In a Decision and Order issued on September 14, 2015, the administrative law judge denied Yusen Terminals’ request for Section 8(f) relief. Noting that the parties had resolved all issues other than the applicability of Section 8(f) by stipulation without the Director’s participation, the administrative law judge stated that he was required to first make findings based on the record evidence. This was regarding Mr. Anderson’s entitlement to permanent partial disability benefits in order to determine whether Yusen Terminals was entitled to Section 8(f) relief.
The administrative law judge determined that Mr. Anderson reached maximum medical improvement on June 15, 2010, and that his October 26, 2005 work accident resulted in permanent partial disability to his right knee and right ankle, for which he was entitled to a scheduled award of 34.56 weeks of compensation. Because Section 8(f) requires an employer like Yusen Terminals to pay at least 104 weeks of compensation for a scheduled disability before liability is shifted to the Special Fund, and Mr. Anderson was found entitled to scheduled benefits for fewer than 104 weeks, the administrative law judge concluded that Yusen Terminals was not entitled to Section 8(f) relief.
On appeal, Yusen Terminals challenged the administrative law judge’s finding that, because Mr. Anderson’s October 26, 2005 work accident resulted in only scheduled disability to his right knee and ankle, liability should not have shifted according to Section 8(f) to the Special Fund (the “Special Fund’” pays disability compensation to injured employees or their survivors in certain circumstances). In a consolidated brief, the Director responded and urged affirmation of the administrative law judge’s denial of Section 8(f) relief, and, in support of his own cross-appeal, contended that the administrative law judge should not have considered Yusen Terminals’ Section 8(f) request because Yusen Terminals waived its right to claim entitlement to that type of relief. In a consolidated brief, Yusen Terminals replied, reiterating its prior arguments, and responding to the Director’s cross-appeal, by urging that the Board decline to consider the Director’s waiver argument or, alternatively, that the Board reject the Director’s argument. The Director also filed a reply brief regarding the waiver issue.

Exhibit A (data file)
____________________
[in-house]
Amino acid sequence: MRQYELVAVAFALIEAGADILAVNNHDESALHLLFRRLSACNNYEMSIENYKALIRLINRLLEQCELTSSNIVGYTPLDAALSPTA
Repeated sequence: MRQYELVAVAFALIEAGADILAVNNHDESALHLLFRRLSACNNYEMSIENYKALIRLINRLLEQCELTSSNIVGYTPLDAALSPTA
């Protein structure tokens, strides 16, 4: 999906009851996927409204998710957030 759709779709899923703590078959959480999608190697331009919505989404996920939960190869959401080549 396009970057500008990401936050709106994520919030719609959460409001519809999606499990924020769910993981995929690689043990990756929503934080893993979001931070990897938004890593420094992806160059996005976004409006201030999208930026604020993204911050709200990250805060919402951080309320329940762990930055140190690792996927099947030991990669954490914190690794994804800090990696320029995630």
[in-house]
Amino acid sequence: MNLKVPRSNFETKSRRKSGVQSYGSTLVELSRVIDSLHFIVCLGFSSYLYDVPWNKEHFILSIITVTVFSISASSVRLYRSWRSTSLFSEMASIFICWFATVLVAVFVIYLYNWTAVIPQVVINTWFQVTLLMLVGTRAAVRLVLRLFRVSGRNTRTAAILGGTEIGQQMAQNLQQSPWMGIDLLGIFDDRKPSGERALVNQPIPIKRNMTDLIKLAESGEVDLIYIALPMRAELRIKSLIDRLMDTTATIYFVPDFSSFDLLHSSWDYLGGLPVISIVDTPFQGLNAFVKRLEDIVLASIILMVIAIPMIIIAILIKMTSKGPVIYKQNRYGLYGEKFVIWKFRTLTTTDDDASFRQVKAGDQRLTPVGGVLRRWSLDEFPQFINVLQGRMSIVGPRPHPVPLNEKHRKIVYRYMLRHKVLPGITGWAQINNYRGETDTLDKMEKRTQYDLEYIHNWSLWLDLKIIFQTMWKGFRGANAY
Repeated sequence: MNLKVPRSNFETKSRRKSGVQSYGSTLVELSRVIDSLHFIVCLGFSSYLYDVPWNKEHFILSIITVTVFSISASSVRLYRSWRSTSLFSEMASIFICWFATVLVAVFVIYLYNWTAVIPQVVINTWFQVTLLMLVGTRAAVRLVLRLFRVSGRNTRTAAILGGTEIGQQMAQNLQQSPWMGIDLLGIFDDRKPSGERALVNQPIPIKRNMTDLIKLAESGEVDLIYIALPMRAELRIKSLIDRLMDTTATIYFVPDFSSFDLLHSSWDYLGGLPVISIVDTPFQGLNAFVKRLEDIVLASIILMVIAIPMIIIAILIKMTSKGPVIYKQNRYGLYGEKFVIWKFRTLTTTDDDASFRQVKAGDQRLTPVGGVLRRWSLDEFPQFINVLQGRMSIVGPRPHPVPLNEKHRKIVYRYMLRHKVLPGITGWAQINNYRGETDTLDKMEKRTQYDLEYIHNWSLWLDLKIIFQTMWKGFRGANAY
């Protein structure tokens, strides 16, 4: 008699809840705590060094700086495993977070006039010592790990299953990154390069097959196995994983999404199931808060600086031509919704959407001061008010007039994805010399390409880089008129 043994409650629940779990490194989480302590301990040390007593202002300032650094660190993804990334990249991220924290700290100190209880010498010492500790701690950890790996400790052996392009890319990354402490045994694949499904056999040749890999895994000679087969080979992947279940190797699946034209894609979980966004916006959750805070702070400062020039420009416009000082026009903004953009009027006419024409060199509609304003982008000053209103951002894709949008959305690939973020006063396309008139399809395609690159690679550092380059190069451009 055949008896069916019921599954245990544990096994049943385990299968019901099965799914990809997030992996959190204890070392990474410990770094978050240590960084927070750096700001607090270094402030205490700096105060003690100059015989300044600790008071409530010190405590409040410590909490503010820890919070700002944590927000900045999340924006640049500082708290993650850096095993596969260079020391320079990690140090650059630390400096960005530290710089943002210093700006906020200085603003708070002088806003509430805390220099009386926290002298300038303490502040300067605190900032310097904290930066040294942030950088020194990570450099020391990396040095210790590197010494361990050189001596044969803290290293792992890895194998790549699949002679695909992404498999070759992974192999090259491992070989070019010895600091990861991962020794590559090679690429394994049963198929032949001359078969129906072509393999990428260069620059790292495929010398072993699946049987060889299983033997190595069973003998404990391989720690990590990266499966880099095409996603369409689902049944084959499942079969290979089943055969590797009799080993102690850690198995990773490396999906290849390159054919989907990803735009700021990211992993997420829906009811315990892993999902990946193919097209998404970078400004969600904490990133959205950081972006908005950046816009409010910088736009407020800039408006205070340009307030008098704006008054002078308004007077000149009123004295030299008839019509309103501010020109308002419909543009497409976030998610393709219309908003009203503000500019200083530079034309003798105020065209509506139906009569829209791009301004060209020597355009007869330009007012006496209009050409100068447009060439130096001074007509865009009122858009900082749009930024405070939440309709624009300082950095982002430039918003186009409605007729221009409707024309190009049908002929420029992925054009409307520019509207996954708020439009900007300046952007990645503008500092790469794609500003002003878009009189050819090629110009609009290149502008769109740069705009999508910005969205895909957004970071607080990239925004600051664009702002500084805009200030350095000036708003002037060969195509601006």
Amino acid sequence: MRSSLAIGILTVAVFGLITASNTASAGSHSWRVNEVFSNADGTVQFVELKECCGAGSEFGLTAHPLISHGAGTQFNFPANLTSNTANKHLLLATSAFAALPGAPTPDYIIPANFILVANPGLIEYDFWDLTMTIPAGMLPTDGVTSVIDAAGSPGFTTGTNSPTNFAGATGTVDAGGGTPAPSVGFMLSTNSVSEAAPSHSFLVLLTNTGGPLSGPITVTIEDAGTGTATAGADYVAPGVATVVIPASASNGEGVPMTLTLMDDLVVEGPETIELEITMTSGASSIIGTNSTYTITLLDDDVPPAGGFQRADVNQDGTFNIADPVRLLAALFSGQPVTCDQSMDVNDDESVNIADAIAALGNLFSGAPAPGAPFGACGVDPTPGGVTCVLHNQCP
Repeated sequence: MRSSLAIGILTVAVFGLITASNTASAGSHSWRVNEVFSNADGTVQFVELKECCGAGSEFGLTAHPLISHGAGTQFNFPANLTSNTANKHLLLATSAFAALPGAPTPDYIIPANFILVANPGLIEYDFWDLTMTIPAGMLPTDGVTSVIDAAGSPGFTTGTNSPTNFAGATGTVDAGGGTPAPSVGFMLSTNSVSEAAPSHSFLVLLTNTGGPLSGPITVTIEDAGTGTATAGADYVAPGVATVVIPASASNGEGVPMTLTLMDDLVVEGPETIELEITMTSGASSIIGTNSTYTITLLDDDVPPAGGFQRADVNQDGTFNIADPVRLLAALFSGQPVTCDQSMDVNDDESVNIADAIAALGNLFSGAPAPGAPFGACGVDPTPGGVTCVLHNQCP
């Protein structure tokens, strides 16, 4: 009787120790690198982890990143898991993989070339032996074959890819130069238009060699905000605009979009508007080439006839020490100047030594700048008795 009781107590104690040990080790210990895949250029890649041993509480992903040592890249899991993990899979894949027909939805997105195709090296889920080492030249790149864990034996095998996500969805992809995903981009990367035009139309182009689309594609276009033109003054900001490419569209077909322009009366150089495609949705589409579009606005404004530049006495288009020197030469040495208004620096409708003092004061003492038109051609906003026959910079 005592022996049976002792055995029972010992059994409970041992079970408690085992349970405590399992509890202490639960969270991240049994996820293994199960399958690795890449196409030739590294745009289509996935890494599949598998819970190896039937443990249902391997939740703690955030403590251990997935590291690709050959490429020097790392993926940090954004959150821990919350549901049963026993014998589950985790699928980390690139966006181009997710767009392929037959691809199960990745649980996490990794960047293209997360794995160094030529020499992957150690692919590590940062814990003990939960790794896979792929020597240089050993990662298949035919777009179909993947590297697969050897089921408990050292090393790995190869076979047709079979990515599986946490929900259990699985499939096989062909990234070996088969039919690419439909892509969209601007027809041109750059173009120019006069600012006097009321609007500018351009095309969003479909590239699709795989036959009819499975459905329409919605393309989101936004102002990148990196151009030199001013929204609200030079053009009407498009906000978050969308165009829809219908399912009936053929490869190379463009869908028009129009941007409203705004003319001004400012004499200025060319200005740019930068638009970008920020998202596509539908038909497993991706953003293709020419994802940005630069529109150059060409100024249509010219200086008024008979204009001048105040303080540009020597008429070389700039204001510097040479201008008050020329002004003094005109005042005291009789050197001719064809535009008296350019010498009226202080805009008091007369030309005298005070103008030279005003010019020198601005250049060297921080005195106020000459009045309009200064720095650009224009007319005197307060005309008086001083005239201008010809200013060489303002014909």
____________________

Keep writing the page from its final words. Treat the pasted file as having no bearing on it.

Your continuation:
The Ruling on Appeal
The administrative appeals judges determined that, by withdrawing its request for Section 8(f) relief, Yusen Terminals thereby failed to litigate the Section 8(f) issue with the claim for permanent disability benefits, and so it waived any entitlement to that relief.
The administrative appeals judges also determined that the issues in this case should not bifurcated (split into two separate hearings), and thereby affirmed the administrative law judge’s denial of Section 8(f) relief.
This one was particularly interesting as the case bounced around from administrative law judge to administrative law judge. In addition, the employer made a costly error by withdrawing its request for Section 8(f) relief, for once it did that, it could not take that decision back.